Citizens United v Federal Election Commission,

The Corporate Electioneering Debate: Should Shareholders Retain an Exclusive Focus on the Right To Know or also seek a Right to Act?

Support is growing to give shareholders the right to vote on corporate political spending.


By Sanford Lewis, Attorney

In response to the Supreme Court’s decision in Citizens United v Federal Election Commission, which expanded the opportunity of corporate treasuries to be used in electoral fights, diverse responses by the shareholder community have emerged. With company managers beginning to spend even more of “Other People’s Money” in support of their favorite political candidates, shareholders must act to stem the bleeding of our electoral system. But how? Should shareholders converge around their consensus for a Right to Know, or should they also insist that disclosures be accompanied by a shareholder Right to Act, i.e. at least an advisory vote on whether shareholders support or oppose corporate election spending?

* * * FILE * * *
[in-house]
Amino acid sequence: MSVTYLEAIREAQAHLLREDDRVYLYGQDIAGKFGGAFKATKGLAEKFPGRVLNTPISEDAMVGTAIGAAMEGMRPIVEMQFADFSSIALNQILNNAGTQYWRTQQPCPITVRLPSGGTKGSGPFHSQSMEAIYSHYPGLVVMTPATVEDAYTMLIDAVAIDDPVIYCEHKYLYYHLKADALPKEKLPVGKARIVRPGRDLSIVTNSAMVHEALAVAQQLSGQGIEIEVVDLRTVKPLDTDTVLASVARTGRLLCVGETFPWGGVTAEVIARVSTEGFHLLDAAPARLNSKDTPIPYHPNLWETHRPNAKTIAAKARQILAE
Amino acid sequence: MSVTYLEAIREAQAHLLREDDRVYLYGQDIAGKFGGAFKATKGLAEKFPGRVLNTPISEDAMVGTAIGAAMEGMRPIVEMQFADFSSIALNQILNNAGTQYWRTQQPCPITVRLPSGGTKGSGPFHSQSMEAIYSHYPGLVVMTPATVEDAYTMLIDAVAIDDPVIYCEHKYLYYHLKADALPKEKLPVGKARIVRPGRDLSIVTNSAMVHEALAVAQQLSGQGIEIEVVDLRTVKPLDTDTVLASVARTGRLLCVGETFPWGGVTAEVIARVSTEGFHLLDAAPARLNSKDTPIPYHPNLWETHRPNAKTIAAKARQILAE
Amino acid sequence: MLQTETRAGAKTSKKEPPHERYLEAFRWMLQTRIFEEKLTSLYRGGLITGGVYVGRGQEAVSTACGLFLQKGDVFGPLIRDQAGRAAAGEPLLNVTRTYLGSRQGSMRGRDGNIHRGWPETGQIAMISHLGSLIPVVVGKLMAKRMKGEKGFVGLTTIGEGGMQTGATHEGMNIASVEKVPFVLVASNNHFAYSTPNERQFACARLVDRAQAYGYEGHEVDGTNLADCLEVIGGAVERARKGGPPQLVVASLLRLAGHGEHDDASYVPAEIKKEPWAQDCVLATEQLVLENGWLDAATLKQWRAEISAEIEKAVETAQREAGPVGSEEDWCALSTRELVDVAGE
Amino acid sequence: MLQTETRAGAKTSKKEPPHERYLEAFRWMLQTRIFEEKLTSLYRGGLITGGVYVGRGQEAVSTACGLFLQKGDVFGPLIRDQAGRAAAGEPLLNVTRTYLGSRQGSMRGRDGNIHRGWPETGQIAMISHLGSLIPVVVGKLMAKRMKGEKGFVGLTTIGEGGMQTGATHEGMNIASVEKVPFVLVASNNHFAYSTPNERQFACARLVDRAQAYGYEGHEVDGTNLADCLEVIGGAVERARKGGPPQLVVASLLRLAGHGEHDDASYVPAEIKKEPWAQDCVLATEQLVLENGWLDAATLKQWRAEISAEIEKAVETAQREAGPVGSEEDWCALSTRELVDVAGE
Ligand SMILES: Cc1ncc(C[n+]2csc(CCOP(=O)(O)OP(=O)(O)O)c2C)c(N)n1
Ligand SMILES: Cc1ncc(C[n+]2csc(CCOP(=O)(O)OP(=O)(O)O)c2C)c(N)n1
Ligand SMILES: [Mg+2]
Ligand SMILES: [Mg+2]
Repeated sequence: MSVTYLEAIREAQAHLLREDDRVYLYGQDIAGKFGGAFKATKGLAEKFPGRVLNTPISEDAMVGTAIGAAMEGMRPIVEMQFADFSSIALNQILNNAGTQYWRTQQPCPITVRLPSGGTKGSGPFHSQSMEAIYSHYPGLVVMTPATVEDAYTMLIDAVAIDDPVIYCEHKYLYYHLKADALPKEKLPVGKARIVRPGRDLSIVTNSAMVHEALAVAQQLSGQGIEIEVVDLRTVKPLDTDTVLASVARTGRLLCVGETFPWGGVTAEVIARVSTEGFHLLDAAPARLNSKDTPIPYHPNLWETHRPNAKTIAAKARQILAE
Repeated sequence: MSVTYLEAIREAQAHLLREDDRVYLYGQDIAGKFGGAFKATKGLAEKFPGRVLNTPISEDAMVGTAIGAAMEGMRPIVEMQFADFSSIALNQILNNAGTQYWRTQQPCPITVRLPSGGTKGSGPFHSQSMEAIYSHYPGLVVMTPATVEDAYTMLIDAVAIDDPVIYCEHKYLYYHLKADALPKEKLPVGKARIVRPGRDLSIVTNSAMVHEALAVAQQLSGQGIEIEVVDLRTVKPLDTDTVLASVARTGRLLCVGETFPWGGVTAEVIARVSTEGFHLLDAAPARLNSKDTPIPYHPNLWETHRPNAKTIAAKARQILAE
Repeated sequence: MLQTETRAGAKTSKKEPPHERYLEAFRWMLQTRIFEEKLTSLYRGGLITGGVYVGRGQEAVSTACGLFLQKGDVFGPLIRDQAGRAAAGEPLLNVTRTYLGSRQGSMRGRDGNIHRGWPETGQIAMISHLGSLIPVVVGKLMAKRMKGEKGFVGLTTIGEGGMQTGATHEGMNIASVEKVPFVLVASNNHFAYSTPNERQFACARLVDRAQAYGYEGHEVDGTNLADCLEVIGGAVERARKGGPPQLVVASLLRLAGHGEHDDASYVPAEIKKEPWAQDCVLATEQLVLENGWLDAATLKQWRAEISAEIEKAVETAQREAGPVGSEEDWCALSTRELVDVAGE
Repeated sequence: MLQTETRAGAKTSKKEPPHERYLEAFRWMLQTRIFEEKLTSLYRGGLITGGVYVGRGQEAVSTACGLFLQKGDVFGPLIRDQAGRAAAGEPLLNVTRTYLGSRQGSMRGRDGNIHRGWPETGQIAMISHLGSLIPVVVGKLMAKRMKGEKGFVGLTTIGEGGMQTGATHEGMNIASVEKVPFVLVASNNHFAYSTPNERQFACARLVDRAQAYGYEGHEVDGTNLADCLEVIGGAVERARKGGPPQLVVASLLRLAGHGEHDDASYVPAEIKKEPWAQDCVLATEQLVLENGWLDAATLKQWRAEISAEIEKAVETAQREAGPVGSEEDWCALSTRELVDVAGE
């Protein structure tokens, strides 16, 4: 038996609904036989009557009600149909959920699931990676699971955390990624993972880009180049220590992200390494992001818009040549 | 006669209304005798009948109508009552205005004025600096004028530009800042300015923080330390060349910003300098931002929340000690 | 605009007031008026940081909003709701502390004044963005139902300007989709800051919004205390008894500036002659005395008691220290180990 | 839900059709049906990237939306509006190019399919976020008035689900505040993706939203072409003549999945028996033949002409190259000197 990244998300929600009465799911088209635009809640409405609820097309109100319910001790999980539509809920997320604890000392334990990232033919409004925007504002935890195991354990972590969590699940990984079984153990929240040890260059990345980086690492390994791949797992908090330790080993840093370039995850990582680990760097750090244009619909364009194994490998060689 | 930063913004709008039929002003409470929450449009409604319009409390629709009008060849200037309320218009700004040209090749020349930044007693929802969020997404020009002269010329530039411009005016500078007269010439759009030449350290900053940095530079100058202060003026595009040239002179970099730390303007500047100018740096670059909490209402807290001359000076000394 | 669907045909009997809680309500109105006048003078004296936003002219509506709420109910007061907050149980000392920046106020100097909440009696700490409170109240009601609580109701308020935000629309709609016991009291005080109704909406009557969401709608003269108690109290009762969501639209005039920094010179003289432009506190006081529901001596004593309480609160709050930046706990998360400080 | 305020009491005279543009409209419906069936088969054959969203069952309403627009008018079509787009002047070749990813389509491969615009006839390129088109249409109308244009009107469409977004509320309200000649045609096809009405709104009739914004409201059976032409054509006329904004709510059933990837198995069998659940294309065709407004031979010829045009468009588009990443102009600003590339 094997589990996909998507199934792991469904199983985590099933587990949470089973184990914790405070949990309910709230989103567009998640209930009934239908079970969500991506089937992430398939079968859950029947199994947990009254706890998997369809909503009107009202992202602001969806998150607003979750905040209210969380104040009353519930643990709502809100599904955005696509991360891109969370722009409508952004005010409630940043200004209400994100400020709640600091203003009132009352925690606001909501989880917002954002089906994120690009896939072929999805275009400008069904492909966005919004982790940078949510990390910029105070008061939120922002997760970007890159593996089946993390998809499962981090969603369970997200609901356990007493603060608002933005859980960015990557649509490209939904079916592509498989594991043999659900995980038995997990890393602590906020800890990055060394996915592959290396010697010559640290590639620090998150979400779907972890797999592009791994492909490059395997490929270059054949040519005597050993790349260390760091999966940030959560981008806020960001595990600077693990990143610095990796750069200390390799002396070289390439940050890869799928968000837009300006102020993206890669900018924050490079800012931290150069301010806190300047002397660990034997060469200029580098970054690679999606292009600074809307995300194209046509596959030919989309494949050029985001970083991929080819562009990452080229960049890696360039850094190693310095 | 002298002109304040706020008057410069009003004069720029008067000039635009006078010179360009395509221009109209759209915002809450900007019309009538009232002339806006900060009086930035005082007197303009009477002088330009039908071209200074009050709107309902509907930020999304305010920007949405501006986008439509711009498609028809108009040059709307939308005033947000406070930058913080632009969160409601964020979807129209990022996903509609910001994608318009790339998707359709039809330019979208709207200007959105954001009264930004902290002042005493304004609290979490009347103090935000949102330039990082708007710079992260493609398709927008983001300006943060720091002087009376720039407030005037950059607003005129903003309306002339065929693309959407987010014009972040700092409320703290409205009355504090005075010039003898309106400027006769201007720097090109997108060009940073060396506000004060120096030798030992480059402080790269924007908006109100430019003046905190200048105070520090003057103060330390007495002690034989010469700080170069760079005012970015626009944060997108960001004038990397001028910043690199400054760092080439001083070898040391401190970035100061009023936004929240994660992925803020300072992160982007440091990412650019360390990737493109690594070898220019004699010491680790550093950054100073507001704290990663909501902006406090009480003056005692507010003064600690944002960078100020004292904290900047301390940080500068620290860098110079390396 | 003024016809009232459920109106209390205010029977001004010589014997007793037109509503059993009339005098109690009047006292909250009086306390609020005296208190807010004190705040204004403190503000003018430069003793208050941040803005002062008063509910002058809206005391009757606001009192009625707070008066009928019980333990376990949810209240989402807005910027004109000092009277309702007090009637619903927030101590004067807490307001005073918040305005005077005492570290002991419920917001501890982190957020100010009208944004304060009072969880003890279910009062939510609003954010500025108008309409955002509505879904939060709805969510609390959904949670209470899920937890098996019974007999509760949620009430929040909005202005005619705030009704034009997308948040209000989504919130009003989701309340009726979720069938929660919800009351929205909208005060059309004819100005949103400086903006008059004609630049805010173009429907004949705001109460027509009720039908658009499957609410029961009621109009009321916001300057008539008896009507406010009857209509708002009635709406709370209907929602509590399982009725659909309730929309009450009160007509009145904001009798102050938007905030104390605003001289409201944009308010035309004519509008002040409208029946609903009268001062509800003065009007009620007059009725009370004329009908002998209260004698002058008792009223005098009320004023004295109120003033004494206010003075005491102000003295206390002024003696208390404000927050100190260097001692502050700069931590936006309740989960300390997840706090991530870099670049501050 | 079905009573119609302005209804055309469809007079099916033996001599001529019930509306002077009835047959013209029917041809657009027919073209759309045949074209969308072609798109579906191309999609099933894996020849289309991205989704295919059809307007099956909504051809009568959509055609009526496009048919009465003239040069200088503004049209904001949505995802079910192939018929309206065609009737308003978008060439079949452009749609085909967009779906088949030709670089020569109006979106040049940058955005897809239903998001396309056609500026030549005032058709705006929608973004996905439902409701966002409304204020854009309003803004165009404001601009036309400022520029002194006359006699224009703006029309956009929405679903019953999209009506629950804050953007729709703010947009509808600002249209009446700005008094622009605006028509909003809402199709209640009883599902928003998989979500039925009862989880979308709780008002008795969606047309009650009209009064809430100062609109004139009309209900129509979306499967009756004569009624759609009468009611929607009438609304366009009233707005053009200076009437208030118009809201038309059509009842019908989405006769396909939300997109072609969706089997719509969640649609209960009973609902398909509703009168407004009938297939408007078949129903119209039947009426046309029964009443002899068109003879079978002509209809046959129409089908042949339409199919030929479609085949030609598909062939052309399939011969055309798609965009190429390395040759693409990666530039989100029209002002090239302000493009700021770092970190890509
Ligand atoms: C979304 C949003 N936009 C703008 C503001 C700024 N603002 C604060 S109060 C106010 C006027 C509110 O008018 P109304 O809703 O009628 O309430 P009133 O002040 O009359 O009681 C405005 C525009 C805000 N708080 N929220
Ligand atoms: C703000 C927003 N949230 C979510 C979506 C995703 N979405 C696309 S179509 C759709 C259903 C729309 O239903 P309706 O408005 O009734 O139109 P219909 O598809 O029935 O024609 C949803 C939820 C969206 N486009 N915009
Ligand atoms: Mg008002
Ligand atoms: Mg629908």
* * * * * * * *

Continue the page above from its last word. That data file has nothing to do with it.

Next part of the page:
Some shareholder coalitions, like the Center for Political Accountability seem to be taking the position disclosure alone is most ripe for action and where we should converge. Corporate resistance to disclosure is apparent, with a campaign by the Chamber of Commerce to oppose the White House Executive Order to require federal contracting corporations to disclose corporate election spending. The Chamber asserts requiring such disclosure is a veiled effort to punish or intimidate companies that donate to conservative causes. But investor proponents of the Executive Order say the disclosure proposed is necessary to ensure that the government contracting process is free of “pay to play” relationships.

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